During the 4th intersolar period, the majority Riikhite/Mokkhite population of dwarves, in a panic due to the death of their prime gods and dissolution of the Stone Sun pantheon, became fearful that their devices might be turned against them and used to oust them from their otherwise invulnerable stone fortresses by the human masses seeking refuge from the onslaught of Moons and Darkness outside. In exchange for granting refuge to the ruling nobility, clockwork and gunpowder not in dwarf-hands were outlawed by the Mercian Empire in perpetuity, and this law was retained among the splinter-states that formed as the Mercian Empire collapsed without its theocratic unity. The old law, devoid of context, nevertheless lined up with the desire for nobles to prevent guns from developing enough to challenge knights, and so despite the laws of Mercia no longer applying to places like the Fault or the Tripartite Realm, the clockwork/gunpowder ban remained almost worldwide for several hundred years, with Saresare and the Beast Islands being notable exceptions.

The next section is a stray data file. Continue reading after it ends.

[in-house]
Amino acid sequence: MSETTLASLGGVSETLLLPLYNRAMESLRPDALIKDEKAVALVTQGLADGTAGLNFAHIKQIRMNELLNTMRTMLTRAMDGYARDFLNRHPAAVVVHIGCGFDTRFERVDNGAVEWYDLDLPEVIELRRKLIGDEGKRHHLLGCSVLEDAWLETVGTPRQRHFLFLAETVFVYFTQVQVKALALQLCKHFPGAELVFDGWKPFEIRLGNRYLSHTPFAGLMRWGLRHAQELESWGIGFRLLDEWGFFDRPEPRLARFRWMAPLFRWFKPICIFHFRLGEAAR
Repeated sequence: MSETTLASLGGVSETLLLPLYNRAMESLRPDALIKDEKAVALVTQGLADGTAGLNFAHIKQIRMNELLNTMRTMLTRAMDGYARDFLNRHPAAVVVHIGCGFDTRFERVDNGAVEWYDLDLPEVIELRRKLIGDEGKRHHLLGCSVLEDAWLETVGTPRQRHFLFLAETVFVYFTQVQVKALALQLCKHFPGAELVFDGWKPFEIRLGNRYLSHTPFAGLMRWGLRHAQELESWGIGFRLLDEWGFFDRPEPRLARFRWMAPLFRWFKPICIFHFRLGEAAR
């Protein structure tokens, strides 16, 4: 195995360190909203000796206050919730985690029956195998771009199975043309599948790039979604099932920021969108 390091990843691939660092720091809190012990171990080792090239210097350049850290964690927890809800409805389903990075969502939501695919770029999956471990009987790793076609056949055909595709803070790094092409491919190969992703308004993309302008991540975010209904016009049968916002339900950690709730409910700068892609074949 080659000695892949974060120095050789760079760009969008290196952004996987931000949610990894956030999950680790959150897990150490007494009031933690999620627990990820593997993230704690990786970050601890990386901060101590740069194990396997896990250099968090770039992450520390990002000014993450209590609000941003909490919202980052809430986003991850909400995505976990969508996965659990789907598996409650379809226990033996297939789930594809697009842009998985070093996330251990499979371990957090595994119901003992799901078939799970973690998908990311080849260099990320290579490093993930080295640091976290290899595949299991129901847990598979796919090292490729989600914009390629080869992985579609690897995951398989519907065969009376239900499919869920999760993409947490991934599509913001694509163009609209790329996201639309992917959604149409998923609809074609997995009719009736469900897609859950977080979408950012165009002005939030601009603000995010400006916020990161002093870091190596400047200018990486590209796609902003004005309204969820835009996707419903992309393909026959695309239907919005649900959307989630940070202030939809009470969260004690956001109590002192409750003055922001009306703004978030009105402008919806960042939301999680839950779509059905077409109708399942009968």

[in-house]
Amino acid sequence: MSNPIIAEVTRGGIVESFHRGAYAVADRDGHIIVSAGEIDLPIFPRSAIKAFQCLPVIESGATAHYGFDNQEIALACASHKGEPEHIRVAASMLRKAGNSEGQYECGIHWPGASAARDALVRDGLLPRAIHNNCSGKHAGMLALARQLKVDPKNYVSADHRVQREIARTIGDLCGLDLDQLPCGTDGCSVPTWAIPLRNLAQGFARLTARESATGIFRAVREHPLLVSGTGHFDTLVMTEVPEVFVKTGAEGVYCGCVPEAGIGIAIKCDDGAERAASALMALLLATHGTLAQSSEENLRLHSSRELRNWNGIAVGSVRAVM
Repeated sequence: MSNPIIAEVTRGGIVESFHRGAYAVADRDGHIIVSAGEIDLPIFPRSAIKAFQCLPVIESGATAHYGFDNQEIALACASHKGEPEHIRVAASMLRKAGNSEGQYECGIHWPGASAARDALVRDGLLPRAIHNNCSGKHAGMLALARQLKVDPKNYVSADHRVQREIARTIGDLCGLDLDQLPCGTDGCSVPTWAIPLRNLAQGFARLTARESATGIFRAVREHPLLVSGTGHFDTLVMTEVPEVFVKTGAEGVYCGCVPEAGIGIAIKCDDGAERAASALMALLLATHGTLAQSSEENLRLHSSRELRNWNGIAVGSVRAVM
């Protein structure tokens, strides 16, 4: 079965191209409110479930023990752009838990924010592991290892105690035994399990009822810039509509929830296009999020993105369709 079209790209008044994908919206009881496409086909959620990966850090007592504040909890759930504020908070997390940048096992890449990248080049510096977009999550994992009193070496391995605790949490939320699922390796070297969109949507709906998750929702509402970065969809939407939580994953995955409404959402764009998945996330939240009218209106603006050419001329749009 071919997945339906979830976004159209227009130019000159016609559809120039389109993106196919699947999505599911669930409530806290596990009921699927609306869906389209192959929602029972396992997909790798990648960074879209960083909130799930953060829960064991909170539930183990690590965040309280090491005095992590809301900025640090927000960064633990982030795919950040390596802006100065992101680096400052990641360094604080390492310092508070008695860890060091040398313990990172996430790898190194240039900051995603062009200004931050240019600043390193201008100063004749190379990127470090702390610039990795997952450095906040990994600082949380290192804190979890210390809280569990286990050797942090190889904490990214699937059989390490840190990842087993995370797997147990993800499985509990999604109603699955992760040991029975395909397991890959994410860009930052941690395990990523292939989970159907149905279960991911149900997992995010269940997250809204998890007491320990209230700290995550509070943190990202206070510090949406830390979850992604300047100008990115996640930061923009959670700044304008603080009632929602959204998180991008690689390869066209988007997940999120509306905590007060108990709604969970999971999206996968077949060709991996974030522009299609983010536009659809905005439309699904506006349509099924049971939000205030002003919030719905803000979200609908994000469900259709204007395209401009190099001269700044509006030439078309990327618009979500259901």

While by now dwarf society was well into its inevitable decline due to the gnawing darkness at the roots of their stonefast fortresses in the 5th age, the dwarf Thirbaek Merrymace(PC from the last 2.5 campaigns I ran), before he was father to the 6th sun Aurum or Underlord of Stonefast Two, brought back a titanic war machine from the Moonlands- the Keeper of Days- or rather, an unfinished replica of the Keeper, as the original was destroyed in the Oroboro Civil War by the Serpent Queen supporter Erhard De Vend- but I digress. It had no will of its own, requiring a pilot, but the dwindling population of the dwarves suddenly had incredible force multipliers in the form of these Keepers, where a lone pilot could become a 60-foot colossus of ticking steel. The Keepers spread throughout dwarf society and allowed them to reclaim land lost to the Moonlands and fortresses lost to chaos, and seem to be a herald of a new dawn for the dwarves- though if the temptation to use gunpowder proved too great for humans to keep to the pact, surely these metal titans will likewise lead to the loss of the old ban.